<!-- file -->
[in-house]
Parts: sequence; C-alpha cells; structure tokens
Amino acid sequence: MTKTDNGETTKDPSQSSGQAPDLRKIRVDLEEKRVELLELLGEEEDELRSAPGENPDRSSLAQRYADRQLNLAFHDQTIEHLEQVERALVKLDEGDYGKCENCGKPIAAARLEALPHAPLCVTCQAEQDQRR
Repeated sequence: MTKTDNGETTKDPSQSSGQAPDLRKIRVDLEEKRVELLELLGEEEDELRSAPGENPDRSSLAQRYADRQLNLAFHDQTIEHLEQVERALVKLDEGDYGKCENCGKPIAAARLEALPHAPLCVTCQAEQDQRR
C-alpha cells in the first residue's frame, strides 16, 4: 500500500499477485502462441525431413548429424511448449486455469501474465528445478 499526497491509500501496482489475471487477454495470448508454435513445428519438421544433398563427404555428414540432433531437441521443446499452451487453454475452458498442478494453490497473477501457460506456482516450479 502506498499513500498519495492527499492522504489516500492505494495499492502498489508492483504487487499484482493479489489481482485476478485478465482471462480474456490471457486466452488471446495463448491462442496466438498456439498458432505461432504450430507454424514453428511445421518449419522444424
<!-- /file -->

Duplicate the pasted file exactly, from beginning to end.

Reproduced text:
[in-house]
Parts: sequence; C-alpha cells; structure tokens
Amino acid sequence: MTKTDNGETTKDPSQSSGQAPDLRKIRVDLEEKRVELLELLGEEEDELRSAPGENPDRSSLAQRYADRQLNLAFHDQTIEHLEQVERALVKLDEGDYGKCENCGKPIAAARLEALPHAPLCVTCQAEQDQRR
Repeated sequence: MTKTDNGETTKDPSQSSGQAPDLRKIRVDLEEKRVELLELLGEEEDELRSAPGENPDRSSLAQRYADRQLNLAFHDQTIEHLEQVERALVKLDEGDYGKCENCGKPIAAARLEALPHAPLCVTCQAEQDQRR
C-alpha cells in the first residue's frame, strides 16, 4: 500500500499477485502462441525431413548429424511448449486455469501474465528445478 499526497491509500501496482489475471487477454495470448508454435513445428519438421544433398563427404555428414540432433531437441521443446499452451487453454475452458498442478494453490497473477501457460506456482516450479 502506498499513500498519495492527499492522504489516500492505494495499492502498489508492483504487487499484482493479489489481482485476478485478465482471462480474456490471457486466452488471446495463448491462442496466438498456439498458432505461432504450430507454424514453428511445421518449419522444424